Monthly Archive: July 2019

Teach Children to Save

Do not wait for your children to grow up to begin modeling their financial habits. Teach children to save from early childhood. Do not forget that children repeat after their parents everything that they see, and your actions today can have a big impact on your children tomorrow when they grow up.

In one of the interesting studies, scientists found out that children whose parents have a debt of 200,000 rubles and more, most of them spend money as soon as they receive it. The study also showed that children whose parents do not save money for emergencies or old age are less inclined to save money.

Kids start modeling finances earlier than you think.

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Even very young children perceive financial signals from their parents. According to a study of financial consumer protection, children as young as 3 years old are ready to start learning financial skills and pay attention to actions that lead to success. And when a child enters school, he becomes especially aware of the actions of his parents and begins to absorb his successes and mistakes.

When children grow up to school age, they begin to observe their parents when they make important decisions in family life. They are interested in issues such as paying bills or a list of products to the store.

But many parents do not always find the time to bring solutions to such issues to children in an understandable form. Perhaps they think that their children are too young to understand what is happening. In three or four years, a child can repeat after mom that a toy or some beautiful thing is expensive, but that does not mean that he understands the meaning of the word.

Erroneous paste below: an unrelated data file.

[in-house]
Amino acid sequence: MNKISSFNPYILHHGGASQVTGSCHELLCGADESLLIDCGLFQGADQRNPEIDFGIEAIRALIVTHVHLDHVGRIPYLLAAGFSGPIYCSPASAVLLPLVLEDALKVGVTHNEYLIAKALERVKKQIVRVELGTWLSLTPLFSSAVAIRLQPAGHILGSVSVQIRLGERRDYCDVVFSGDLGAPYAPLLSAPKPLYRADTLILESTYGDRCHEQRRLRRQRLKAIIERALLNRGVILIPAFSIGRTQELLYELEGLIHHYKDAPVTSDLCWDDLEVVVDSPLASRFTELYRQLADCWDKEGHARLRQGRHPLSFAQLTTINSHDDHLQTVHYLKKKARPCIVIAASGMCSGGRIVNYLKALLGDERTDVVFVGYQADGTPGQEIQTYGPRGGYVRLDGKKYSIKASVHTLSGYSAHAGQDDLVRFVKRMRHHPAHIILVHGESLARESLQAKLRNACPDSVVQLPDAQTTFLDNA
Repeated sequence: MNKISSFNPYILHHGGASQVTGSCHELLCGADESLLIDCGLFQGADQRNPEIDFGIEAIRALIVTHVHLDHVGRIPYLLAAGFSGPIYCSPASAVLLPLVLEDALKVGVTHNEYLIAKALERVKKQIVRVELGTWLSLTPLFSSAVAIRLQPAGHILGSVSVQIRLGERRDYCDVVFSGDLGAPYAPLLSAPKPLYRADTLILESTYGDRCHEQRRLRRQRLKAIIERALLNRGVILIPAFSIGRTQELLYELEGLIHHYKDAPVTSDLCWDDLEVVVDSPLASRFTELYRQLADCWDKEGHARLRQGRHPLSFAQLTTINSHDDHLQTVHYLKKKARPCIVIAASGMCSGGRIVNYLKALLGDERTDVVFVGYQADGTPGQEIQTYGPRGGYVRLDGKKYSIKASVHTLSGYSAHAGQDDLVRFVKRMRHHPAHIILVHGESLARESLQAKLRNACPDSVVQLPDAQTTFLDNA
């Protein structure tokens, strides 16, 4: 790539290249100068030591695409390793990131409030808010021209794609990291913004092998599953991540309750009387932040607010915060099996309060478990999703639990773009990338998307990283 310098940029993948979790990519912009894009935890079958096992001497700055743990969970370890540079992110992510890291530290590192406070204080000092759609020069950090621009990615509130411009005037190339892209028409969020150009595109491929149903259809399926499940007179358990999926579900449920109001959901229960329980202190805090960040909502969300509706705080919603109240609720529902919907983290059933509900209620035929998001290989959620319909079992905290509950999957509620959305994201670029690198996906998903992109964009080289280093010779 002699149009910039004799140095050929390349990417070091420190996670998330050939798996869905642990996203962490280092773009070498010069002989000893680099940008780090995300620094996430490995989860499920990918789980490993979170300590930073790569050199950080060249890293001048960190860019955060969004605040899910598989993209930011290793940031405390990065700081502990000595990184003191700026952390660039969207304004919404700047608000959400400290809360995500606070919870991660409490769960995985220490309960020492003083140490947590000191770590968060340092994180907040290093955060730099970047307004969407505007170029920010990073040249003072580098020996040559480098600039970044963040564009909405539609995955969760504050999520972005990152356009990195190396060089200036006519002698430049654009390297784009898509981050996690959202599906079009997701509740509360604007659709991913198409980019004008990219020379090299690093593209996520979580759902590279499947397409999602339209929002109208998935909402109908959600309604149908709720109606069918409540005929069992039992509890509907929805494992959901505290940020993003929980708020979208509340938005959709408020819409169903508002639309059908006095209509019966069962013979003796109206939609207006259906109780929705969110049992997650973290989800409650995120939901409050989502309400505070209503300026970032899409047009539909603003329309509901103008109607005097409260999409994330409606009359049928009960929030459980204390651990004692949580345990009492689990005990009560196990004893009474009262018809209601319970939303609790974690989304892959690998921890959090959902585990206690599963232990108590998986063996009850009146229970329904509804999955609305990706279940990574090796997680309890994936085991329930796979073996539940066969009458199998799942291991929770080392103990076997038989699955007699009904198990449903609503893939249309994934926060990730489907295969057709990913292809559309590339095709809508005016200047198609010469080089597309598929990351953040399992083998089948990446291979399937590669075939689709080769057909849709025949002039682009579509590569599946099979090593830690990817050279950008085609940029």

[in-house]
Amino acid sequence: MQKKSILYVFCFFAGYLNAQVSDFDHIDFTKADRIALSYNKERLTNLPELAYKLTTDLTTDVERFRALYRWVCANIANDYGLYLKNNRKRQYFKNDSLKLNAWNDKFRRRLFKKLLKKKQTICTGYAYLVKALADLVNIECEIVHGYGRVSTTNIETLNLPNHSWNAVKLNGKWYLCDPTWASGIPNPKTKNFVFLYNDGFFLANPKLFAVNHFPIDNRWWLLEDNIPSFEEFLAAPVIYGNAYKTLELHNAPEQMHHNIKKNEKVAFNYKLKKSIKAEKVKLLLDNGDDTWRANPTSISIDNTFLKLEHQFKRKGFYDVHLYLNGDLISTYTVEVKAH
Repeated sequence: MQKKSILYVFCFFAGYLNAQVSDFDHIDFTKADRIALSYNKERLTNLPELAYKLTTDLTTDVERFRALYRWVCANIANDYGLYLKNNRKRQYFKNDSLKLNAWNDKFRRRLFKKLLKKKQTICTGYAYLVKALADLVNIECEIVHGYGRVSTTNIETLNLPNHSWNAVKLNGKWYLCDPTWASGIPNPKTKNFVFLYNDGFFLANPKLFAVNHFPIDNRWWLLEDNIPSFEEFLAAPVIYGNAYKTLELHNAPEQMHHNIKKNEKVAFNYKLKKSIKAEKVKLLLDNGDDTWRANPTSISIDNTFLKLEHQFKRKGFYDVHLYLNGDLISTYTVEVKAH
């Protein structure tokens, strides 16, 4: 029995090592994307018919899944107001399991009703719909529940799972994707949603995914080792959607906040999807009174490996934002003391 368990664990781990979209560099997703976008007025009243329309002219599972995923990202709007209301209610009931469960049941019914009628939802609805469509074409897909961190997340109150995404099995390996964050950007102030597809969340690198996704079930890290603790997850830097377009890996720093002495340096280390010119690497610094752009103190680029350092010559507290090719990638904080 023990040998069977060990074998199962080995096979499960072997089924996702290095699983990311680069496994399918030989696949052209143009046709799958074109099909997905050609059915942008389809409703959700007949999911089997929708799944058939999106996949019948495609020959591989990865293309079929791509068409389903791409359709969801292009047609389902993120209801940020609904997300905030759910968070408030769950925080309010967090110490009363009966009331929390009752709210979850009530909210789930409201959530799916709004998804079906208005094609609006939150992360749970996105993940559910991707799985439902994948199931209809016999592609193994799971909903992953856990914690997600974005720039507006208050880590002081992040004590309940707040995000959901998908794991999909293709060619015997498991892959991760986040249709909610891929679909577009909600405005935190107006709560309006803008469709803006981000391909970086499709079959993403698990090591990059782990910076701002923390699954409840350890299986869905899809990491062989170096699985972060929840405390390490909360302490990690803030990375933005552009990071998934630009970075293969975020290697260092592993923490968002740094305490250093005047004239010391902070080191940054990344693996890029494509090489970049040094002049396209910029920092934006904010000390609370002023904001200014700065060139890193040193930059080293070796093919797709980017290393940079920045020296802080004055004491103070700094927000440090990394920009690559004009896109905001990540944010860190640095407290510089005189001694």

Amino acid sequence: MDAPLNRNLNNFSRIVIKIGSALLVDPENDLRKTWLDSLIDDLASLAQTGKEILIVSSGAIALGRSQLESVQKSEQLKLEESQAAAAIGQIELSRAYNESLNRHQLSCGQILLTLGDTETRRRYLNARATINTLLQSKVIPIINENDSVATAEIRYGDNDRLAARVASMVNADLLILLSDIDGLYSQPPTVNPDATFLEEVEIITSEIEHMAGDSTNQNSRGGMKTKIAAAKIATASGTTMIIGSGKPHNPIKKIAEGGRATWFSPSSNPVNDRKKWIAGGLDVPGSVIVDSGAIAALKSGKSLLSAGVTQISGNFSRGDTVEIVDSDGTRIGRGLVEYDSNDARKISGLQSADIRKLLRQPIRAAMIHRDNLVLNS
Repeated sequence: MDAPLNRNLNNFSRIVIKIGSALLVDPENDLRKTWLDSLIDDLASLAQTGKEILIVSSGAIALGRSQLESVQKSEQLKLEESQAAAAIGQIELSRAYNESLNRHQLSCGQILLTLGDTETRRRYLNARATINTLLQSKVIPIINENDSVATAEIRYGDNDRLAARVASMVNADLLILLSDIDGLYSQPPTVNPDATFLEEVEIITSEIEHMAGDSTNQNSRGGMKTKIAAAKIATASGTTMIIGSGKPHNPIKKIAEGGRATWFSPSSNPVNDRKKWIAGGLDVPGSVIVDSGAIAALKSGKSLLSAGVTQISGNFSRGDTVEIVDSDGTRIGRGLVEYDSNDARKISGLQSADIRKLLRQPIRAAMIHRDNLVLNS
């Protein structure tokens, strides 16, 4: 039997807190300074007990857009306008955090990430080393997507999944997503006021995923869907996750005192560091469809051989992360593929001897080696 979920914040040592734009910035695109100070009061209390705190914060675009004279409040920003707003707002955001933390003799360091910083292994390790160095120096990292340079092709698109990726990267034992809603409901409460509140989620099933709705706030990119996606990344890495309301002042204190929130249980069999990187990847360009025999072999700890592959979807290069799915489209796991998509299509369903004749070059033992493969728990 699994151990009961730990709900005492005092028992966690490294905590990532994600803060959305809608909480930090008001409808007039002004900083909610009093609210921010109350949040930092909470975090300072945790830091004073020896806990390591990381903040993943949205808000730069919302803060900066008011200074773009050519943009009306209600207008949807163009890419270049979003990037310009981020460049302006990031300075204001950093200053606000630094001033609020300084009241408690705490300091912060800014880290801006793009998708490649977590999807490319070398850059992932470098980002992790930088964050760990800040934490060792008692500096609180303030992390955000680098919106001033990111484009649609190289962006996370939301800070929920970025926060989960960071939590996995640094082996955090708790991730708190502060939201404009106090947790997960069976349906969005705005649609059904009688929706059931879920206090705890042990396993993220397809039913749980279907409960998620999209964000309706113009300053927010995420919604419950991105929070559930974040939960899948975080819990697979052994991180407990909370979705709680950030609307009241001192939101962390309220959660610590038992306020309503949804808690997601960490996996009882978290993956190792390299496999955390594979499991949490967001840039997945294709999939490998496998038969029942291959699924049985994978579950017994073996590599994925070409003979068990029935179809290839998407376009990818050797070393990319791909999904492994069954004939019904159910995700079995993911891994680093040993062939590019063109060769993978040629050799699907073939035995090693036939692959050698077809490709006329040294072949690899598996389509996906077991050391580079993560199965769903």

Sooner or later there comes a time when the parent realizes that the child knows something about the world and he learned it not from him. At such moments it is necessary to understand that it is better than you, no one will explain to him about the initial financial rules. When your child asks to buy something at the store, it is much easier to do this than to explain to him why you are refusing him. Besides the fact that you can spoil a child in this way, you also teach him to instantly satisfy his needs.

Teach children to save from preschool age

Teach children to save from preschool age

Already more than one study shows that children should be taught to save before they go to school. You should invent games to strengthen financial knowledge, show that patience will lead to reward and teach yourself to regulate your behavior. When you are in the store with your child, think about what he sees, how you throw your purchases into the basket without hesitation and use junk food every time.

Purchase for yourself to save more money